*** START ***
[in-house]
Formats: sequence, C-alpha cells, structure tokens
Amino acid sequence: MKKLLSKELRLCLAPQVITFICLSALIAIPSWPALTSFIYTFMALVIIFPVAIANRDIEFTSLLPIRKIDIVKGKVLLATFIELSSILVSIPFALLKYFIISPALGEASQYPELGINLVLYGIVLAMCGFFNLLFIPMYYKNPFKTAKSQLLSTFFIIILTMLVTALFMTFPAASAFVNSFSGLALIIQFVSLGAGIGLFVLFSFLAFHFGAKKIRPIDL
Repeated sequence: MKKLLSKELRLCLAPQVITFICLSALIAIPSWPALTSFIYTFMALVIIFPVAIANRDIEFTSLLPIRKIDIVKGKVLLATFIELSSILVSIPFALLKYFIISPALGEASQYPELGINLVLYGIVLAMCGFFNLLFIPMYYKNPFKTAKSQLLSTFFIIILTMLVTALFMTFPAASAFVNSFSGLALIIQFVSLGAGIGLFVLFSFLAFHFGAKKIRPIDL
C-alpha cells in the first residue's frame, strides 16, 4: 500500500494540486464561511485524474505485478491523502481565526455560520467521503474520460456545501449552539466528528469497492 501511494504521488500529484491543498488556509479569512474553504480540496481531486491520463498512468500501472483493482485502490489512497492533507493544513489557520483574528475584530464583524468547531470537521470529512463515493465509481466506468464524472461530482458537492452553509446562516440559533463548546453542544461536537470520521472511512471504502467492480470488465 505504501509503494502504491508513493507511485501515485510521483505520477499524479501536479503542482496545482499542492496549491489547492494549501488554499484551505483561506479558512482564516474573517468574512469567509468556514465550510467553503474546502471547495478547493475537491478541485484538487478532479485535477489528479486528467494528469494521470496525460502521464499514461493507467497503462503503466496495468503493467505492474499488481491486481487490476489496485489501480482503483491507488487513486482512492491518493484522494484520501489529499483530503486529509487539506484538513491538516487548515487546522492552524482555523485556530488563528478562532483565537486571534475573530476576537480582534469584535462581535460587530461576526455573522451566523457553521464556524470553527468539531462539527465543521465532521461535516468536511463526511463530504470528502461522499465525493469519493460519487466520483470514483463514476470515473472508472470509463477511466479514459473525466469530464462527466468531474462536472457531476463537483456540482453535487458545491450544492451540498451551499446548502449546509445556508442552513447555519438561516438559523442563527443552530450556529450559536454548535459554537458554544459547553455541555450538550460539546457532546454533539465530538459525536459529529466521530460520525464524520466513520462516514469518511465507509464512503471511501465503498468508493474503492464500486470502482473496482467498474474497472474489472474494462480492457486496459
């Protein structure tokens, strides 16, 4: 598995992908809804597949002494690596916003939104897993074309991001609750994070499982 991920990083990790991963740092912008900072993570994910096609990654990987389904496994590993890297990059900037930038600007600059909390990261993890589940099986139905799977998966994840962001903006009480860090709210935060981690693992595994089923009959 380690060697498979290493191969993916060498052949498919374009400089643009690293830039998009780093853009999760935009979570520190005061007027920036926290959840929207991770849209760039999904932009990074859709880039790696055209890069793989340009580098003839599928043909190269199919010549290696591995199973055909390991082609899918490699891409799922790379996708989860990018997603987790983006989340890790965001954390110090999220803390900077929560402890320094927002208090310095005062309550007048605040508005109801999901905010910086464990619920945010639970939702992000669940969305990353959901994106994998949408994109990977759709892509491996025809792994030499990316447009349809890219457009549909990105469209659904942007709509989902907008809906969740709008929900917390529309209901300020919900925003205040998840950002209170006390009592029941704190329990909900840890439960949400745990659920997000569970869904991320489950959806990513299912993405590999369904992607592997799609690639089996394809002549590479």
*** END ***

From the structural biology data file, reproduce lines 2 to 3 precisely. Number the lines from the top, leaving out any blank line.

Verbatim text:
Formats: sequence, C-alpha cells, structure tokens
Amino acid sequence: MKKLLSKELRLCLAPQVITFICLSALIAIPSWPALTSFIYTFMALVIIFPVAIANRDIEFTSLLPIRKIDIVKGKVLLATFIELSSILVSIPFALLKYFIISPALGEASQYPELGINLVLYGIVLAMCGFFNLLFIPMYYKNPFKTAKSQLLSTFFIIILTMLVTALFMTFPAASAFVNSFSGLALIIQFVSLGAGIGLFVLFSFLAFHFGAKKIRPIDL